It was a time to protest and a time to celebrate; the tone was civil and yet it was loud; there were no banners, only sentences; no placards, only thoughts; nobody shouted slogans, we read paragraphs; there were no candles, only words.

At different locations in five cities, Bangalore, Kochi, Kolkata, Mumbai and New Delhi, about a hundred people—readers, writers, artists, engineers, lawyers, professionals, students, and consultants—came with sheets filled with words and ideas that someone somewhere wanted suppressed. We were at Lodhi Gardens, on the bridge overlooking the duck pond, in the shadow of the ruins of another era, where writers who defied the state and those in power often met a ghastly end.

To remind us of just that, one of us read the three tweets of Saudi writer Hamza Kashgari, who now may face the death penalty in Saudi Arabia, after Malaysia sent him back to the Kingdom, instead of letting him continue his onward journey towards an asylum in New Zealand. In those tweets, Hamzah wrote of his respect, but not submission, and regard, but not devotion, for a messenger who he felt may not be perfect. More words followed—from A.K. Ramanujan, Ismat Chughtai, Salman Rushdie, Rohinton Mistry, Vikram Seth, Jeet Thayil, Rabindranath Tagore and Mohandas Gandhi. The short passages underscored the diversity of the Ramayana, offered defence against charges of obscenity, highlighted the role of a poet and the power of a stubborn idea, pleaded for an inclusive metropolis, warned of the sepulchral silence in a Republic of Censorship—dreaming of an India we had agreed to dream, where the mind is without fear—and gently reminded that love or affection cannot be demanded.

It was a privilege to be with the small group, being part of what ought to become a movement across the nation, because it affects everyone, irrespective of party affiliation, sexual orientation, religious conviction (or not), and view of globalization. All voices need to be heard. Silence some, you silence others; silence many, and you are left with only a few safe subjects, as the late Behram Contractor, or Busybee, noted about the emergency—cricket and mangoes.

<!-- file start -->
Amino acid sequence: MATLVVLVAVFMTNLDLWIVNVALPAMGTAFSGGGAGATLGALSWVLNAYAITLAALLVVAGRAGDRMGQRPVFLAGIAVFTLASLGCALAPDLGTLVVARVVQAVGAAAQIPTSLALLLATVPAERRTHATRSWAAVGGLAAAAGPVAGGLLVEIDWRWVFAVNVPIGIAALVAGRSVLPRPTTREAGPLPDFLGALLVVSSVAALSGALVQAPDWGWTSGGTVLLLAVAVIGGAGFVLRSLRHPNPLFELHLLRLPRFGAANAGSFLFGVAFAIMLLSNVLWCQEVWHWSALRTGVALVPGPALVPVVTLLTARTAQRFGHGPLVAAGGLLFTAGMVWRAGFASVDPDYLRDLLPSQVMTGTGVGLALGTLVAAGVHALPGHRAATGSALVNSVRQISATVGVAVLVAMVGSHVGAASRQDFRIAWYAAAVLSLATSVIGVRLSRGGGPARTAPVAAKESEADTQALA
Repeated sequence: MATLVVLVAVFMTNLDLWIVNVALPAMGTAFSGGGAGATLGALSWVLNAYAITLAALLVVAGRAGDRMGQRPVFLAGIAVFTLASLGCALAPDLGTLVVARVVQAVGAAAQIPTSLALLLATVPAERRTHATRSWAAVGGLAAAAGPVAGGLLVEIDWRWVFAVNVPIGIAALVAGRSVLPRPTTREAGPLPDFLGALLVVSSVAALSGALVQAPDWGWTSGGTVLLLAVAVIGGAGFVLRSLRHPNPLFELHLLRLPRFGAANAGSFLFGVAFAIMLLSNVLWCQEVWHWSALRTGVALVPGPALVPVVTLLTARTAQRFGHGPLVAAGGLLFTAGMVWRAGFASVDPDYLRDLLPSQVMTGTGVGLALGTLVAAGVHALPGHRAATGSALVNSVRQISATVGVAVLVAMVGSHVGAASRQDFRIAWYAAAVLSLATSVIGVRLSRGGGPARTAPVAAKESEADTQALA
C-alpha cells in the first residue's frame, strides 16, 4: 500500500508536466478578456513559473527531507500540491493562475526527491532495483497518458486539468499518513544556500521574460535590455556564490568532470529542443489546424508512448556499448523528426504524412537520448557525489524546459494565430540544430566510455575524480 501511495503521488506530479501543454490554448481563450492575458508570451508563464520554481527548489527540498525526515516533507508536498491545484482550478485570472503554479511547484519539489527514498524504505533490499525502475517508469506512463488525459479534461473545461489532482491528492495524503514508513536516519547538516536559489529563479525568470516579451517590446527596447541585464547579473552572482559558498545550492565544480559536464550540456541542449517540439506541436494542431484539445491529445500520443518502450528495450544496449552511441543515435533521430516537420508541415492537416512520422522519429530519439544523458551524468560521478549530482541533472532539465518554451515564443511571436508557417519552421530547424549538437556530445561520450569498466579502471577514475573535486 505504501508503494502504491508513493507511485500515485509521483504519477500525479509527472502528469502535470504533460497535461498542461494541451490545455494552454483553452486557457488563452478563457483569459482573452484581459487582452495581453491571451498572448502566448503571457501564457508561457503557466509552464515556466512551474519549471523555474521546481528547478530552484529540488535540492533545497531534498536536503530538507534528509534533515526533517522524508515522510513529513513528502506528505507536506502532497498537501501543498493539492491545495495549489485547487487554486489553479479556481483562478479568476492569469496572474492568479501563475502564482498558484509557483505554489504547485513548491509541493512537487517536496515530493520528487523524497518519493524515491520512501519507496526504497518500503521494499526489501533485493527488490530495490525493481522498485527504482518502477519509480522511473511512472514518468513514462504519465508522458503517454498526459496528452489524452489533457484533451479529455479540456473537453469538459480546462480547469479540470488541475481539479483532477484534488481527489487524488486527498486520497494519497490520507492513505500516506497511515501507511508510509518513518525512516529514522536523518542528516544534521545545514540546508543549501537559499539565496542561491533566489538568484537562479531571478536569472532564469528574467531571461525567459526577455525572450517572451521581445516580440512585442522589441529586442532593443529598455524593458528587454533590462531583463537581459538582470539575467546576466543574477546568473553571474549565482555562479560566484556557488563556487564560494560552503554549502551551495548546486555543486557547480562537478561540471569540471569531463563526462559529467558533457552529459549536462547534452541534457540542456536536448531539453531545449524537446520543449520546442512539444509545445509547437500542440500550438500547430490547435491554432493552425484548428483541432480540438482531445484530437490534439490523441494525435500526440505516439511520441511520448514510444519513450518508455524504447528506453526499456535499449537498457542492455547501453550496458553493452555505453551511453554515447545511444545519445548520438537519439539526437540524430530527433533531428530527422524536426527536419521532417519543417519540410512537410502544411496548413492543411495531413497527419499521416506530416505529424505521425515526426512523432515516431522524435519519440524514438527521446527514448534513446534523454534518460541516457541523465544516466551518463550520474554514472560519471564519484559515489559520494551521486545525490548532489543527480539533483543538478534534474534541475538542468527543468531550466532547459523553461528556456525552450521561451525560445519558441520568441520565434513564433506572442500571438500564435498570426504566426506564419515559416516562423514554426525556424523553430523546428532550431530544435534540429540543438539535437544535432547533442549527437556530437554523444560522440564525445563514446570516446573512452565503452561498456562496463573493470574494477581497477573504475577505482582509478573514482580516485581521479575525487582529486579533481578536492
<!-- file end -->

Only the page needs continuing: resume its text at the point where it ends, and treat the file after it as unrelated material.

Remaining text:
It was an honour to read with the group and a deeply humbling moment. The shawl my friend Devangshu Datta handed me to wear that afternoon is a precious family heirloom—it was worn by Ramananda Chatterjee, his great-grandfather, who owned and published the Modern Review. Later that evening, at a seminar where we spoke, my friend, the literary critic Nilanjana Roy, took us back to the time when Keshub Chandra Sen talked of his “two offices", while campaigning for India’s freedom. The first, the journal he edited and the law office he ran; the other, the prison. At a time when prosecutors are considering charges against four authors and the organizers of the Jaipur Literature Festival, after the four read from The Satanic Verses, it is important for the government to remember the kind of state it is—letting writers speak, or letting rioters silence others.

This profound conversation needs to begin. Our being able to express ideas, challenge one another and question beliefs establishes our humanity. Our ability to settle differences by talking through things, by moving away from conversations we don’t like, by being sceptical about claims we disagree with, and by letting others have their say so that we can have ours creates that virtuous circle that restores our dignity. Do away with that, and we belong to the Land of Chup, or silence, as Rushdie points out in Haroun and the Sea of Stories: “All those arguments and debates, all that openness, had created powerful bonds of fellowship… the Chupwalas (those from the silent land) turned out to be a disunited rabble, suspicious and distrustful of one another. The Land of Gup (talk) is bathed in endless sunshine, while over in Chup, it is always the middle of the night."

That afternoon it felt like dawn. It was the beginning for all of us to speak what we think, read what we want, and shut the book if it is not interesting. The choice should be ours, not of the state, or men (almost always men) who claim to speak in the name of gods.

Salil Tripathi is a writer based in London. Your comments are welcome at salil@livemint.com.

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